Wednesday, February 19, 2003

Afraid to say what they think

Conservative journalist Ric Dolphin has been sacked by the Calgary Herald and Colby Cosh argues persuasively that the real reason that Mr. Dolphin was sacked was due to being censured for some columns arguing that Canada is actually harming its aboriginals through race-based programs and special treatment.

This reminded me of a small item that I recently found in the North Island Gazette, a Port Hardy B.C. based newspaper. There is a largish percentage of natives in the northern end of Vancouver Island, where the paper is based. The paper always runs an "inquiring reporter" or "Vox populi" feature, where people are asked about a current issue and their quoted response runs, with their photo, in the newspaper.

In the January 29 edition, the paper had intended to ask Port Hardyites what they felt about the idea of a race-based fishery. This proposal would at the least set aside a large amount, if not all, of the local commercial fishery for natives to use alone. Geoff Plant, B.C.'s attorney-general has suggested giving huge swaths of commercial fishing in B.C. to native bands as a sweetener in treaty negotiations.

Instead of the regular feature, though, the paper ran a letter criticizing the idea of a race-based fishery and this note. Sorry, it's not online:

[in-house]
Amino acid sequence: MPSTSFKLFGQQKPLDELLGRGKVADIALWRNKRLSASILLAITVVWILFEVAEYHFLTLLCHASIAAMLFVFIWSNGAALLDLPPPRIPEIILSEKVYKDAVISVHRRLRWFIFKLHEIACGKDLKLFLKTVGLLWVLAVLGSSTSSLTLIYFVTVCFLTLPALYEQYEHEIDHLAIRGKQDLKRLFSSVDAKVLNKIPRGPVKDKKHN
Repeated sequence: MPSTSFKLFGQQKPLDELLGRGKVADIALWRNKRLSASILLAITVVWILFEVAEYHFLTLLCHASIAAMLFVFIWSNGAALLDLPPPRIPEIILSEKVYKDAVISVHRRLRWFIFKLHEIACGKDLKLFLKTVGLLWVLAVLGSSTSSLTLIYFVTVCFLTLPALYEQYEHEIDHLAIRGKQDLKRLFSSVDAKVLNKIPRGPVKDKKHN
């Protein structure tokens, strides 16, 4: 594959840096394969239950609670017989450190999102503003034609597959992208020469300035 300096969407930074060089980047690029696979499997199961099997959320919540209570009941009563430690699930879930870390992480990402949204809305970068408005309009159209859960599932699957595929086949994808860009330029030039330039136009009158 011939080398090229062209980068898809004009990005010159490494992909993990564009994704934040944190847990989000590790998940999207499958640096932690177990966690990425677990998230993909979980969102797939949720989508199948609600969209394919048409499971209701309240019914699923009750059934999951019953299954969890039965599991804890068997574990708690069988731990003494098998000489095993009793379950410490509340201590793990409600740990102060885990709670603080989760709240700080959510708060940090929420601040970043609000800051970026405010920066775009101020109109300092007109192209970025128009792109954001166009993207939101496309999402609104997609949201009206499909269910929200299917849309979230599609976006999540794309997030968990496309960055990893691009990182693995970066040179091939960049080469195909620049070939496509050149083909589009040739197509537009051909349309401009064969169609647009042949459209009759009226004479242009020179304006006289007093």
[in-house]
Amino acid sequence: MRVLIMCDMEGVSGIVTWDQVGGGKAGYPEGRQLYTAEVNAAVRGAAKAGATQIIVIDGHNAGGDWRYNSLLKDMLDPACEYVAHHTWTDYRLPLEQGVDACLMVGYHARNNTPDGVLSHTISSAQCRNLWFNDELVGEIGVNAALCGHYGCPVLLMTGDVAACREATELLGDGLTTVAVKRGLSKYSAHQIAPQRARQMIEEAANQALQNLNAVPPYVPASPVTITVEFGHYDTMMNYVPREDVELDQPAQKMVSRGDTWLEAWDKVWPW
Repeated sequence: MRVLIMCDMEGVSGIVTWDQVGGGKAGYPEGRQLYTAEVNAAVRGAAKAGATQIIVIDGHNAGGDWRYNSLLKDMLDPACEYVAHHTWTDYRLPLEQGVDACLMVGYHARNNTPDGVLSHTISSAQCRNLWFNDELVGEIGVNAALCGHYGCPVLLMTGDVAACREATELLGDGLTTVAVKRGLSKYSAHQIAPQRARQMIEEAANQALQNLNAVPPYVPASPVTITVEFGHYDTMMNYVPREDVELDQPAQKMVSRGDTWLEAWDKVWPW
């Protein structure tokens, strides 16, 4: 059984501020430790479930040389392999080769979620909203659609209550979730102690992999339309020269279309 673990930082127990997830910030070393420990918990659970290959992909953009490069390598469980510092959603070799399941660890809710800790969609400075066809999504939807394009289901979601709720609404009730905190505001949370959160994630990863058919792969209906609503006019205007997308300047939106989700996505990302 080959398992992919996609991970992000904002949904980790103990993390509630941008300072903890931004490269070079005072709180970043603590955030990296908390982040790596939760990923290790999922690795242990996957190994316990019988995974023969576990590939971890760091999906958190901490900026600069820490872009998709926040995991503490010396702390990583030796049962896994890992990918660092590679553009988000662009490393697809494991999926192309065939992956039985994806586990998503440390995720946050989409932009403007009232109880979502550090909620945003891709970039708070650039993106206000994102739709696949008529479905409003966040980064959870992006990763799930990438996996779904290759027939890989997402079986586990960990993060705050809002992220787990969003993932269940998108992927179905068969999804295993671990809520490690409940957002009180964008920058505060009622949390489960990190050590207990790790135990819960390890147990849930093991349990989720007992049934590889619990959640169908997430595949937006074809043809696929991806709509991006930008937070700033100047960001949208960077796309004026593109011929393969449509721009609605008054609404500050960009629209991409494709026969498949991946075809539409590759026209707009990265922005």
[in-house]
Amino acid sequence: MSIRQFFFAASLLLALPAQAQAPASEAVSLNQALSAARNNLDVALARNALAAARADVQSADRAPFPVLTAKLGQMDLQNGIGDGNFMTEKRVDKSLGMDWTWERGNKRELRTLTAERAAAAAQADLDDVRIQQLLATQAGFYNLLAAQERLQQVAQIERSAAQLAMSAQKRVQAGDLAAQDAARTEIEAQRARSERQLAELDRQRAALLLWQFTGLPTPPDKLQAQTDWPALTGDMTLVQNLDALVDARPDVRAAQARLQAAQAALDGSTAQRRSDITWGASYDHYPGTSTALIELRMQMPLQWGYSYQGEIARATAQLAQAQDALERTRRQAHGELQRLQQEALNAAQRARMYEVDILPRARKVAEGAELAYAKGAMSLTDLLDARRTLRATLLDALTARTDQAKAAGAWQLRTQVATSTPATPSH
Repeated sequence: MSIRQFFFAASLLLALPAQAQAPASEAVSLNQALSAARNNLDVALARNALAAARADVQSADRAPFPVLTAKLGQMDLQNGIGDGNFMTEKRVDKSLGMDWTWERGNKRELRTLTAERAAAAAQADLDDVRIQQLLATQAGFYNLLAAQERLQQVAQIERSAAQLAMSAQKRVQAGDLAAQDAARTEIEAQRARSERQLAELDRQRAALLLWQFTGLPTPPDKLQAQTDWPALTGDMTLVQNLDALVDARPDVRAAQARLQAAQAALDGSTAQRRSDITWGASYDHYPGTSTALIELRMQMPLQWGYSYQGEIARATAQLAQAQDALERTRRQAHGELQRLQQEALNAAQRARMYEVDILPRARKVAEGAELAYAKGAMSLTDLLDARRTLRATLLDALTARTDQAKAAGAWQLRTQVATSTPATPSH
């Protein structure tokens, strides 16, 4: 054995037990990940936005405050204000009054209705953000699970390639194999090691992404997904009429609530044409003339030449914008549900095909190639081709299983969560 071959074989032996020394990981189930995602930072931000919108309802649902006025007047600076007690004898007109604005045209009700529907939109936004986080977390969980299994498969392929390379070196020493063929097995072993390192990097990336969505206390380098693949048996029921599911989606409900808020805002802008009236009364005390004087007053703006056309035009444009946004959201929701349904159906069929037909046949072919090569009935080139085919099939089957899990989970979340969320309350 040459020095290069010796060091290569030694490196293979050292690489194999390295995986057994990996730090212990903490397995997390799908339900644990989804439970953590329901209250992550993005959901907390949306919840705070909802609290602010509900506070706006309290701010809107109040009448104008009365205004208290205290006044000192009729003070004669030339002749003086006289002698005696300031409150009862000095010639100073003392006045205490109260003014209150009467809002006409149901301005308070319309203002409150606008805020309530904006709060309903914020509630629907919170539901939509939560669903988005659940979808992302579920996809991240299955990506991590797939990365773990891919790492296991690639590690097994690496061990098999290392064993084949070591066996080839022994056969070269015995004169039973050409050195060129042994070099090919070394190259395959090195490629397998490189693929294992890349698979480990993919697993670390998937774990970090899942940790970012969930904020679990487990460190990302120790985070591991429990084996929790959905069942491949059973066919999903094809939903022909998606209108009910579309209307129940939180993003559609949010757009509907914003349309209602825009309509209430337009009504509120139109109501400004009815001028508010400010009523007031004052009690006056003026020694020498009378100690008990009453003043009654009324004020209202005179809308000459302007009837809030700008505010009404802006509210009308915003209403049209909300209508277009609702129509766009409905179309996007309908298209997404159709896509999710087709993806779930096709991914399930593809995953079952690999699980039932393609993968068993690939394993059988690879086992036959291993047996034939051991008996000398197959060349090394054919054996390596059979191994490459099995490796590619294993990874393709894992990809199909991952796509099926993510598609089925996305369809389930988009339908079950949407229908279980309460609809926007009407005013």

Editor's note: Reporter Christine vanReeuwyk was unable to persuade even one North Islander to answer our question of the week for the record.

Online respondents voted 12-0 against awarding commercial fisheries on the basis of race.

Email your opinion to....

We're not talking about anything that's obviously racist, such as a proposal that no natives should be allowed to fish, but I still find it very unnerving that people feel afraid to express what their opinions are in their home town newspaper, on an issue where it should be perfectly fair to advocate a colour-blind approach.

All of which goes to show that the kind of chill on "incorrect" arguments that Colby sees in the Ric Dolphin case blows through B.C. as well. It blows in great gusts and, in the case of this small note in an upcountry newspaper, slight breezes...that chill you to the bone.